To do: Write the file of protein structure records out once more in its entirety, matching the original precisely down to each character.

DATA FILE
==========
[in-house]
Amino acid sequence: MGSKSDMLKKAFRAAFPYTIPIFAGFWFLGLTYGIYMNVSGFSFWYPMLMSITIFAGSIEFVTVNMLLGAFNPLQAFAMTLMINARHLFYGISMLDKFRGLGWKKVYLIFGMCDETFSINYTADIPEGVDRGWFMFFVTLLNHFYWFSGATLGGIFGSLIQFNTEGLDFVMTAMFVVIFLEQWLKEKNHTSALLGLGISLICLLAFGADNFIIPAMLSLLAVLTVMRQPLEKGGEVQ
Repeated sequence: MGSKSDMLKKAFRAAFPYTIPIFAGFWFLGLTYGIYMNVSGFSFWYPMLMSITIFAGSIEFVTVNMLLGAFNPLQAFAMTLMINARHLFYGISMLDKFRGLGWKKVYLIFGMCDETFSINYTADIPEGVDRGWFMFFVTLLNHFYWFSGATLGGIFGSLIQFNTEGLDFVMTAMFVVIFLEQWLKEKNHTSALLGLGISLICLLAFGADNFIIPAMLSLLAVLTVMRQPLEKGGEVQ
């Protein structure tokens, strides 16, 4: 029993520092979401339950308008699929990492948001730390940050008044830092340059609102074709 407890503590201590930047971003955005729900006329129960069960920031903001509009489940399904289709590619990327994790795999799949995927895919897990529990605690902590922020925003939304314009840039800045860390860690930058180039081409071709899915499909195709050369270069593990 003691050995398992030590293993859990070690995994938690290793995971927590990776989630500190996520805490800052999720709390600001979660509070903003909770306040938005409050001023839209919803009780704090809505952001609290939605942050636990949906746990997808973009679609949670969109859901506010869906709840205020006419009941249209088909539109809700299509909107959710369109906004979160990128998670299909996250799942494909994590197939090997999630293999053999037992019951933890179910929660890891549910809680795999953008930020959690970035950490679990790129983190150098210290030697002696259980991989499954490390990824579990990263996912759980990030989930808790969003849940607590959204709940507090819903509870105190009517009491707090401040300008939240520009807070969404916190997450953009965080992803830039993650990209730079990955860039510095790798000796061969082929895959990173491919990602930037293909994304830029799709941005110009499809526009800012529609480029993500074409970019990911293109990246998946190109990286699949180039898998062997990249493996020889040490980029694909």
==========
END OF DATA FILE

[in-house]
Amino acid sequence: MGSKSDMLKKAFRAAFPYTIPIFAGFWFLGLTYGIYMNVSGFSFWYPMLMSITIFAGSIEFVTVNMLLGAFNPLQAFAMTLMINARHLFYGISMLDKFRGLGWKKVYLIFGMCDETFSINYTADIPEGVDRGWFMFFVTLLNHFYWFSGATLGGIFGSLIQFNTEGLDFVMTAMFVVIFLEQWLKEKNHTSALLGLGISLICLLAFGADNFIIPAMLSLLAVLTVMRQPLEKGGEVQ
Repeated sequence: MGSKSDMLKKAFRAAFPYTIPIFAGFWFLGLTYGIYMNVSGFSFWYPMLMSITIFAGSIEFVTVNMLLGAFNPLQAFAMTLMINARHLFYGISMLDKFRGLGWKKVYLIFGMCDETFSINYTADIPEGVDRGWFMFFVTLLNHFYWFSGATLGGIFGSLIQFNTEGLDFVMTAMFVVIFLEQWLKEKNHTSALLGLGISLICLLAFGADNFIIPAMLSLLAVLTVMRQPLEKGGEVQ
């Protein structure tokens, strides 16, 4: 029993520092979401339950308008699929990492948001730390940050008044830092340059609102074709 407890503590201590930047971003955005729900006329129960069960920031903001509009489940399904289709590619990327994790795999799949995927895919897990529990605690902590922020925003939304314009840039800045860390860690930058180039081409071709899915499909195709050369270069593990 003691050995398992030590293993859990070690995994938690290793995971927590990776989630500190996520805490800052999720709390600001979660509070903003909770306040938005409050001023839209919803009780704090809505952001609290939605942050636990949906746990997808973009679609949670969109859901506010869906709840205020006419009941249209088909539109809700299509909107959710369109906004979160990128998670299909996250799942494909994590197939090997999630293999053999037992019951933890179910929660890891549910809680795999953008930020959690970035950490679990790129983190150098210290030697002696259980991989499954490390990824579990990263996912759980990030989930808790969003849940607590959204709940507090819903509870105190009517009491707090401040300008939240520009807070969404916190997450953009965080992803830039993650990209730079990955860039510095790798000796061969082929895959990173491919990602930037293909994304830029799709941005110009499809526009800012529609480029993500074409970019990911293109990246998946190109990286699949180039898998062997990249493996020889040490980029694909």